In Sam and Molly’s sensual pottery making sequence, it formed such an indelible impression that for over two decades a score of homages have been filmed. In 1991, Jerry Zucker’s brother David directed “The Naked Gun 2½: The Smell of Fear”, which featured stars Priscilla Presley and Leslie Nielsen reenacting the scene in a comedic matter. Moore wanted the sequence to look authentic, so she and director Jerry Zucker took pottery lessons. The pot used in the scene, wasn’t supposed to fall apart. But Swayze and Moore just kept going with it and the rest is history.
Summer tentpoles like “Die Hard 2”, “Total Recall”, and “Dick Tracy” failed to claim a slot in the top five year-end box office of 1990, but the romantic comedy “Pretty Woman” did. Like “Ghost”, Richard Gere and Julia Roberts “Pretty Woman” was yet another female-loved film that made a lot of money. “The success of ‘Ghost’ and ‘Pretty Woman’ has revitalized the romantic comedy, a genre that in recent years had become less appealing to Hollywood studios intent on making blockbuster action-adventure films,” read a 1990 article in The New York Times. In the wake of “Ghost”, films like “The Bodyguard”, “Jerry Maguire” and “Titanic” all became huge hits within the romantic drama genre.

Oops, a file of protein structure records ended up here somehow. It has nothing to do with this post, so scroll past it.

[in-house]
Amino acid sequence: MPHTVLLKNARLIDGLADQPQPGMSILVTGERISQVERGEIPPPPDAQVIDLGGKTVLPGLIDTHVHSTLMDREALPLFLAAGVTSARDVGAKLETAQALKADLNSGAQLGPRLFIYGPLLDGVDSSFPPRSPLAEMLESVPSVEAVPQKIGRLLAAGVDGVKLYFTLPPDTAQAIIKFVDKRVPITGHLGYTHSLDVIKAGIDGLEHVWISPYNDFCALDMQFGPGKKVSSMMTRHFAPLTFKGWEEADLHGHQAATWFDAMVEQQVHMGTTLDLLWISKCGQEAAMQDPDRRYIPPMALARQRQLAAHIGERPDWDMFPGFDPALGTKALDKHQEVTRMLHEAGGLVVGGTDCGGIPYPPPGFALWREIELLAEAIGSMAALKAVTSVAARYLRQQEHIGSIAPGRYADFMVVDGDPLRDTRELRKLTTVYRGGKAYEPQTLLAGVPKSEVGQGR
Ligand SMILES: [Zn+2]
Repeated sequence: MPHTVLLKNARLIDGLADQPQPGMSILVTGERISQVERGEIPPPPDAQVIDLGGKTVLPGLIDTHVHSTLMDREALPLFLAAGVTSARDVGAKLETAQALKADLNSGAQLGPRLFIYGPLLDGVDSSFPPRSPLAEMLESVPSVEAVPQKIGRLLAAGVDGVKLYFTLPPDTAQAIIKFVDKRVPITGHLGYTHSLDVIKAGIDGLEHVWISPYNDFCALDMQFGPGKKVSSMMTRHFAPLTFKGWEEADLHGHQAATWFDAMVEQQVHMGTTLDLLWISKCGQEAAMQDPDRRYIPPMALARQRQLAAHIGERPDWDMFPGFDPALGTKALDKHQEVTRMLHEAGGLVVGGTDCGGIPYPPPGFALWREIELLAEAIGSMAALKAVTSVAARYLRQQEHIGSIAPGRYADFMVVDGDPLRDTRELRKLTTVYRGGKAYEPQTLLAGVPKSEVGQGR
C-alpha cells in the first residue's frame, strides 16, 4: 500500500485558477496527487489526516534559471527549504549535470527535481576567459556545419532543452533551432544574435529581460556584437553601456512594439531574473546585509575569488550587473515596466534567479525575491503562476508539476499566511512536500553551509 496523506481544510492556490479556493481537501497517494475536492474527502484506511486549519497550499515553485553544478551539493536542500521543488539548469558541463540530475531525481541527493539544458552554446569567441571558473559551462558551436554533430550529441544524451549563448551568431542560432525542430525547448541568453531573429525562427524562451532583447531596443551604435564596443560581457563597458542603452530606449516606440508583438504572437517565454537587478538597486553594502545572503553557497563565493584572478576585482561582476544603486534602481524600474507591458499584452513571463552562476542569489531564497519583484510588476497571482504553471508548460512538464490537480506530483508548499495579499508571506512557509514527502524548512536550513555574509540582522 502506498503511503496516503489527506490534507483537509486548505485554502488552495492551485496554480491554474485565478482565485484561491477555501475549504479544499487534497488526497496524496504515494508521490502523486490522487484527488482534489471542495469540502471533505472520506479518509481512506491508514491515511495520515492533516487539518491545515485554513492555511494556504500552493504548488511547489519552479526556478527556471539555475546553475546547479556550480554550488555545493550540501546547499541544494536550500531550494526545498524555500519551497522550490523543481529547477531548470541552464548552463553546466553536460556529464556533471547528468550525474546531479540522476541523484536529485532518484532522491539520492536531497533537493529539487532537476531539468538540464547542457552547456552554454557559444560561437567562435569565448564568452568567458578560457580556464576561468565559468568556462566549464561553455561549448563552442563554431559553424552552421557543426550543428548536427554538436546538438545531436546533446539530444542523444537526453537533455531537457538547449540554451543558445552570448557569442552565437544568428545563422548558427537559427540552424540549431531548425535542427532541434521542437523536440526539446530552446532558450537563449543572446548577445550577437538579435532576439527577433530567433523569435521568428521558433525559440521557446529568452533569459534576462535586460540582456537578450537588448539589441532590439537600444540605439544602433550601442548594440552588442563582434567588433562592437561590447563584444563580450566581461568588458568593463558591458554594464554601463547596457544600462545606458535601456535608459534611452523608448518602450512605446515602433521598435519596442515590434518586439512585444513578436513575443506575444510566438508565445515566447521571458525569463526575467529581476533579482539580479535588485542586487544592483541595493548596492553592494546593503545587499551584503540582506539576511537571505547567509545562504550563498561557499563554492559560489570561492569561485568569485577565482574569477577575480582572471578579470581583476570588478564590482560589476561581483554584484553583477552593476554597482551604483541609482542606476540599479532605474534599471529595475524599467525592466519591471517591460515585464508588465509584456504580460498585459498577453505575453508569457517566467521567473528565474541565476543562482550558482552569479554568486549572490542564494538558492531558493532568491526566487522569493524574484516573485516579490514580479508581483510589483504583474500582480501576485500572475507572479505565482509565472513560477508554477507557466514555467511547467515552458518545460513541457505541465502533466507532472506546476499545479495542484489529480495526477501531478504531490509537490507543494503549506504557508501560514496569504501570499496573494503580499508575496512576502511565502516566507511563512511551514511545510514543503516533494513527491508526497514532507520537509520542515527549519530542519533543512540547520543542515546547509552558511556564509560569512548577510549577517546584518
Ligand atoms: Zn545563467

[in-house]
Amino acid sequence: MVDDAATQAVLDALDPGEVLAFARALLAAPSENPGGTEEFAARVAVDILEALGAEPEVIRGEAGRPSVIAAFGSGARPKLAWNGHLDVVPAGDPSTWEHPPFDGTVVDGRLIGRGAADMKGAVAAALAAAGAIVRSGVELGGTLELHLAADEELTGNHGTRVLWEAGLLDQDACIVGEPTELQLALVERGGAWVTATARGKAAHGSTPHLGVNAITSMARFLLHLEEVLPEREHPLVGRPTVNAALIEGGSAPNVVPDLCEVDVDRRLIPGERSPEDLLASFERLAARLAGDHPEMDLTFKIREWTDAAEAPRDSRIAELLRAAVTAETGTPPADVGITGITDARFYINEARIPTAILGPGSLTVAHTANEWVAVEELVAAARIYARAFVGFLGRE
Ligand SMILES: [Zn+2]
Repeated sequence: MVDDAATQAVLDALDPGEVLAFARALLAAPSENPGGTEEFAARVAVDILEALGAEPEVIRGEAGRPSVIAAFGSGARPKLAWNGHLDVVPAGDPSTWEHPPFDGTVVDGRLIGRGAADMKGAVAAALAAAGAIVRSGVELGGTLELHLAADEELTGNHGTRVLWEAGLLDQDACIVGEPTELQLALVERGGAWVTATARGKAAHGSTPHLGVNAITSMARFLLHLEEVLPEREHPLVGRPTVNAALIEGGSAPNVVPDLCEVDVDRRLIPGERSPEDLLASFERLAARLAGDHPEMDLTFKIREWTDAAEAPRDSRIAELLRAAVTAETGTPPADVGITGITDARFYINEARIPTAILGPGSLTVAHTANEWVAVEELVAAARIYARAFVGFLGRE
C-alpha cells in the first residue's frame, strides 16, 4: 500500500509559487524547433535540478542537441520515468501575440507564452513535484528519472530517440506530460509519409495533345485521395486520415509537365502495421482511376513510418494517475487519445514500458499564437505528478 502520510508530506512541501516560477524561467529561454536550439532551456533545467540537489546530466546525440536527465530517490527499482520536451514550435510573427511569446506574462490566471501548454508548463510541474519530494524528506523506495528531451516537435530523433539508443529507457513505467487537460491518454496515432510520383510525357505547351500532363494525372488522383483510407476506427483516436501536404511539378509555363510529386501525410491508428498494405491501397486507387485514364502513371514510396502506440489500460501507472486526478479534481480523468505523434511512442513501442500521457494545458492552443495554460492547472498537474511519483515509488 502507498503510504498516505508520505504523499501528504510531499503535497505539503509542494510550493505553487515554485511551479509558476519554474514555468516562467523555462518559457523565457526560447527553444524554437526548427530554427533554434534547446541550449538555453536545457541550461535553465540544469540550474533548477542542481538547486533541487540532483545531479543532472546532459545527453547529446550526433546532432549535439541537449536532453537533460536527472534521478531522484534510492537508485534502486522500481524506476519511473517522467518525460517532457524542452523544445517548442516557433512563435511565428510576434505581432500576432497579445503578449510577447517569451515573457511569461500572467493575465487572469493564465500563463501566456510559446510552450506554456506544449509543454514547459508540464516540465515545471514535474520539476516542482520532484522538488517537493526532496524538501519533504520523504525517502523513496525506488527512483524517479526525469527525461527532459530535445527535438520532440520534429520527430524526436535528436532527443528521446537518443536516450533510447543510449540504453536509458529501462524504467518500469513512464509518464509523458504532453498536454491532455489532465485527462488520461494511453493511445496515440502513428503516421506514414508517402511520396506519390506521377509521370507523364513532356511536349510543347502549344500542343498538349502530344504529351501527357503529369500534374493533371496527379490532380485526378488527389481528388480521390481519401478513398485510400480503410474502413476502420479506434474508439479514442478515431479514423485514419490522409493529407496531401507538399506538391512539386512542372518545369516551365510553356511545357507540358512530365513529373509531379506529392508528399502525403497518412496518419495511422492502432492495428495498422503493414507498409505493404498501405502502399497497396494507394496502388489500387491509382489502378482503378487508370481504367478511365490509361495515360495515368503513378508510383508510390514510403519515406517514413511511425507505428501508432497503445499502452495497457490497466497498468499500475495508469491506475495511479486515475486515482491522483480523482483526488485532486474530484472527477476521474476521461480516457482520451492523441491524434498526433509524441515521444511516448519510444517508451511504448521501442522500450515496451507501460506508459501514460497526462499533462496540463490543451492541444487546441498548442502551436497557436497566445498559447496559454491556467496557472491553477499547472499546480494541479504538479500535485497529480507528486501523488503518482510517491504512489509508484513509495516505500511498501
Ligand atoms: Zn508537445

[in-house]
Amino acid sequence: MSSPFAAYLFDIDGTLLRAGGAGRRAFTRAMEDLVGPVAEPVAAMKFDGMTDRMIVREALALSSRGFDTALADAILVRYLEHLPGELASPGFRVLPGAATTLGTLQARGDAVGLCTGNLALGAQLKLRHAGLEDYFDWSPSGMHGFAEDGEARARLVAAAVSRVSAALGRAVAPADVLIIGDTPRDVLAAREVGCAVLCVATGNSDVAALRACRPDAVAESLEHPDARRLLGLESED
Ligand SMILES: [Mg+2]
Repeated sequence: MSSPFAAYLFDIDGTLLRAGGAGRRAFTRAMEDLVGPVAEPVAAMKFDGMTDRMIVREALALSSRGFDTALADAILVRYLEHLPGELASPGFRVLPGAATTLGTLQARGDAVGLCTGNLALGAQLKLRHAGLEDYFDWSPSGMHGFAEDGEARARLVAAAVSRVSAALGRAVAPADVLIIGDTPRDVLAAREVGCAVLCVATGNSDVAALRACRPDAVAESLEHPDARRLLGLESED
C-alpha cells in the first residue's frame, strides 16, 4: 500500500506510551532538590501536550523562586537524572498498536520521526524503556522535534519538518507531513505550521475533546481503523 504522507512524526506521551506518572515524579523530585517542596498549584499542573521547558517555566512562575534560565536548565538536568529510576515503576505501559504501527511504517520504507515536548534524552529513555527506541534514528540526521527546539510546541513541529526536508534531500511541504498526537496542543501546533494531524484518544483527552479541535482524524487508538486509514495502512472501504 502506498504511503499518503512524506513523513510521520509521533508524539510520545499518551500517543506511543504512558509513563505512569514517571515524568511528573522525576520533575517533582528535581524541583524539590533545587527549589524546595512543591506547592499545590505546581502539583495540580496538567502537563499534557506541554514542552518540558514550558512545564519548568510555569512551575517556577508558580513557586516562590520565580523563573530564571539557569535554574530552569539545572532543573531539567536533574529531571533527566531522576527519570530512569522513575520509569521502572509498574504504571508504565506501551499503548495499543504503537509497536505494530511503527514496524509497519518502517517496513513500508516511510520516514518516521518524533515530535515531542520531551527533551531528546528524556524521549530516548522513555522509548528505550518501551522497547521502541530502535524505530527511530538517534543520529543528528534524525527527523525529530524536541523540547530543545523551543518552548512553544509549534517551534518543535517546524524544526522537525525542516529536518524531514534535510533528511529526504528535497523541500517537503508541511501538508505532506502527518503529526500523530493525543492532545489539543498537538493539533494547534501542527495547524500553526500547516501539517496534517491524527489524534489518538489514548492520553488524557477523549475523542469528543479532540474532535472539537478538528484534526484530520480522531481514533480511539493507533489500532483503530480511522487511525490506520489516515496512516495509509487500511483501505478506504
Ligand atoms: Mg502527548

The film has grossed over $500 million theatrically, from a $22 million budget. When “Ghost” was released on video and LaserDisc it sold a record 646,000 videos for rental, breaking the record set by “Die Hard 2” and a record 66,040 LaserDiscs. The rentals generated a gross of $40 million for Paramount. The video went on sale in the fall and generated sales of $25 million.
“Ghost” is that perfect algorithm of thriller, horror, murder mystery, comedy, romance and supernatural elements. It’s one of those films that is filmmaking at its most effective. A film that is uncomplicated, entertaining, engrossing, with a sharply written script, a detailed direction and great performances all around. “Ghost” has been ranked as a romantic classic and AFI (American Film Institute) ranks it as one of the most romantic movies of all time. For me it’s a breathtaking movie going experience and an important film of the era that left me impacted and then and now 30 years later.